Senators in Ohio Inquiring EPA Over Cancer-Causing Chemicals Due to Derailment

( – Senators JD Vance and Sherrod Brown, both from Ohio, have requested further information from the Environmental Protection Agency (EPA) and the Ohio EPA over the potential spread of vinyl chloride, a compound that can cause cancer due to the recent train derailment. In a letter to the agencies over the weekend, Vance and Brown warned that the combustion of vinyl chloride, which was released and burned after a train carrying the chemical derailed in East Palestine, Ohio earlier this month, can lead to the formation of dioxins. These highly toxic compounds are classified as persistent environmental pollutants and can interfere with hormones, cause cancer, reproductive and developmental problems, and damage an individual’s immune system.

The senators asked whether the agencies were testing for dioxins in the affected areas and for more information regarding the federal and state protocol for handling mass dioxin exposure on such a large scale. They demanded a response by February 24th and requested that both agencies coordinate an immediate testing regimen to ensure regular testing for dioxins in the immediate region. Vance and Brown also stressed the importance of transparency and that the local community should be informed of the monitoring every single step of the way.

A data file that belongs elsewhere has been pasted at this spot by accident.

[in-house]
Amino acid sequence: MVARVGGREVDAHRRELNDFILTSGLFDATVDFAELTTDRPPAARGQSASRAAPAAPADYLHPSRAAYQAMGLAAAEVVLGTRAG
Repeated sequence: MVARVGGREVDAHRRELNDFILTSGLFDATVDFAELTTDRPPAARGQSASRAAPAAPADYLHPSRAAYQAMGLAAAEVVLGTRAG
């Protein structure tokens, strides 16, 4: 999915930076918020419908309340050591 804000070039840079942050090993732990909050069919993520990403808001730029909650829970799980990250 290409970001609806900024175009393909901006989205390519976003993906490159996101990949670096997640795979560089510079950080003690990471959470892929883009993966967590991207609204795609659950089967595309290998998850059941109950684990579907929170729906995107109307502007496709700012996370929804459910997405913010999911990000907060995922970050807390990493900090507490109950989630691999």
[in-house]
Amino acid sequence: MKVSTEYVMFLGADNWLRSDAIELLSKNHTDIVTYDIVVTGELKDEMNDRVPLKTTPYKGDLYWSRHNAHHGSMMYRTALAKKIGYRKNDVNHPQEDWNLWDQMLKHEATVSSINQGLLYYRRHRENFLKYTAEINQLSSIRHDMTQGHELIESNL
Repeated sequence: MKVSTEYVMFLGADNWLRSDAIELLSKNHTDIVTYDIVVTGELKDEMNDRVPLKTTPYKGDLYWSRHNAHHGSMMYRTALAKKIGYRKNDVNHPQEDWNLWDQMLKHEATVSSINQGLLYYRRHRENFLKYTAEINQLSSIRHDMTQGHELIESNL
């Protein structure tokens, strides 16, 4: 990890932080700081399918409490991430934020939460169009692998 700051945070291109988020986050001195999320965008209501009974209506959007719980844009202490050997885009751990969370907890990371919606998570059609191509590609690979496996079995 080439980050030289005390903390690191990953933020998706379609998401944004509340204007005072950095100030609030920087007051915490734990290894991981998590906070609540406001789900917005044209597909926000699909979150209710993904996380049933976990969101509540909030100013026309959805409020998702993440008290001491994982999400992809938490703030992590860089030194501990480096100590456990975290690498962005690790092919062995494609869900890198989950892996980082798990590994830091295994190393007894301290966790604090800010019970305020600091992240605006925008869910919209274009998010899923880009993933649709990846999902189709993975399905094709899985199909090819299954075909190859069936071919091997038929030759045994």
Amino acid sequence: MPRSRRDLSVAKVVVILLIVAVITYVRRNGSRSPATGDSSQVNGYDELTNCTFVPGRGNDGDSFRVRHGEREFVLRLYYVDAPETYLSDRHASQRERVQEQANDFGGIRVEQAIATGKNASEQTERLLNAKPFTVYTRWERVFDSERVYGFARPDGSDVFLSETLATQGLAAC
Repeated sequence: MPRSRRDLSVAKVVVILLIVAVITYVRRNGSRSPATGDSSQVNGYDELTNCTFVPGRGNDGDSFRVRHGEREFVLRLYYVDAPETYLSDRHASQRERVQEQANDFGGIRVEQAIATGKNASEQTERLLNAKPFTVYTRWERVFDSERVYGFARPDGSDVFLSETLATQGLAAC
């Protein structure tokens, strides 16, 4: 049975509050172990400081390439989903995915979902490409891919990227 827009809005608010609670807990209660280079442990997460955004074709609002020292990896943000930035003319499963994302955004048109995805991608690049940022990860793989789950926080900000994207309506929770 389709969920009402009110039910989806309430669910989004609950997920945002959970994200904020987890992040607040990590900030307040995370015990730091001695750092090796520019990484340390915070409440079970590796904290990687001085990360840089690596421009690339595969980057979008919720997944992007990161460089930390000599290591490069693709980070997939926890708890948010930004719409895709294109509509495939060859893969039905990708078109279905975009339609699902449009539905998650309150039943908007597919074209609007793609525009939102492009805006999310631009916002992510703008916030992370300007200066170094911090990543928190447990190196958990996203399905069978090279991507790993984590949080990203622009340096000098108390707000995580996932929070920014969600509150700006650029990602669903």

Following the train derailment, the train operator Norfolk Southern released the chemical to avoid a massive explosion. The residents were asked to evacuate, but were later assured that the area was safe to return to six days later on February 9th. The EPA, Ohio EPA, and Norfolk Southern contractors have conducted numerous tests to assure residents that the air and water are safe.

However, locals have expressed concerns about the long-term health impact of the event, and some experts have warned of the environmental damage caused by the chemical release, even if hindsight it prevented a much larger disaster than the one that is currently being dealt with. One local hazardous materials specialist likened the aftermath to “a nuclear winter.”

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